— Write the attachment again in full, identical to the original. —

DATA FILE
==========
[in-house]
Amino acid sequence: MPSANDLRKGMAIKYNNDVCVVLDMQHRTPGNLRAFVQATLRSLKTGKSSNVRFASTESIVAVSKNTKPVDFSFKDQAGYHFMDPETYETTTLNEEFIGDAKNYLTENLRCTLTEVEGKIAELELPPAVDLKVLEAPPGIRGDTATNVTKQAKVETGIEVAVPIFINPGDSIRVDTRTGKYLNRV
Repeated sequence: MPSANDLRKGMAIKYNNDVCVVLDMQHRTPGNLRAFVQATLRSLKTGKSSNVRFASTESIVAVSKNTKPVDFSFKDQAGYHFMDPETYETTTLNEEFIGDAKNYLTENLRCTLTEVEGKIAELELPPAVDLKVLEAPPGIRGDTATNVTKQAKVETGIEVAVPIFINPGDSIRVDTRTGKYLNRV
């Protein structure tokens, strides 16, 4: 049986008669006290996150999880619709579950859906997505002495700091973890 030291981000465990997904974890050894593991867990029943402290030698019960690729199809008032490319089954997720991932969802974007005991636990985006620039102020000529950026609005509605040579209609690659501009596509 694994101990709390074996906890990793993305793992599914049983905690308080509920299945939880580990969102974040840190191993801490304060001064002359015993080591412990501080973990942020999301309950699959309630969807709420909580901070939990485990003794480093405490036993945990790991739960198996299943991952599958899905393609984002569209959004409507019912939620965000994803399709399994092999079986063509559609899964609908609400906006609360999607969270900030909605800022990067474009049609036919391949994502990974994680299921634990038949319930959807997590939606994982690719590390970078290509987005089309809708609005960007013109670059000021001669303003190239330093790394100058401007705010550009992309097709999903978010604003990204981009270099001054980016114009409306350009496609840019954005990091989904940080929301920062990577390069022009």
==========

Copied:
[in-house]
Amino acid sequence: MPSANDLRKGMAIKYNNDVCVVLDMQHRTPGNLRAFVQATLRSLKTGKSSNVRFASTESIVAVSKNTKPVDFSFKDQAGYHFMDPETYETTTLNEEFIGDAKNYLTENLRCTLTEVEGKIAELELPPAVDLKVLEAPPGIRGDTATNVTKQAKVETGIEVAVPIFINPGDSIRVDTRTGKYLNRV
Repeated sequence: MPSANDLRKGMAIKYNNDVCVVLDMQHRTPGNLRAFVQATLRSLKTGKSSNVRFASTESIVAVSKNTKPVDFSFKDQAGYHFMDPETYETTTLNEEFIGDAKNYLTENLRCTLTEVEGKIAELELPPAVDLKVLEAPPGIRGDTATNVTKQAKVETGIEVAVPIFINPGDSIRVDTRTGKYLNRV
């Protein structure tokens, strides 16, 4: 049986008669006290996150999880619709579950859906997505002495700091973890 030291981000465990997904974890050894593991867990029943402290030698019960690729199809008032490319089954997720991932969802974007005991636990985006620039102020000529950026609005509605040579209609690659501009596509 694994101990709390074996906890990793993305793992599914049983905690308080509920299945939880580990969102974040840190191993801490304060001064002359015993080591412990501080973990942020999301309950699959309630969807709420909580901070939990485990003794480093405490036993945990790991739960198996299943991952599958899905393609984002569209959004409507019912939620965000994803399709399994092999079986063509559609899964609908609400906006609360999607969270900030909605800022990067474009049609036919391949994502990974994680299921634990038949319930959807997590939606994982690719590390970078290509987005089309809708609005960007013109670059000021001669303003190239330093790394100058401007705010550009992309097709999903978010604003990204981009270099001054980016114009409306350009496609840019954005990091989904940080929301920062990577390069022009």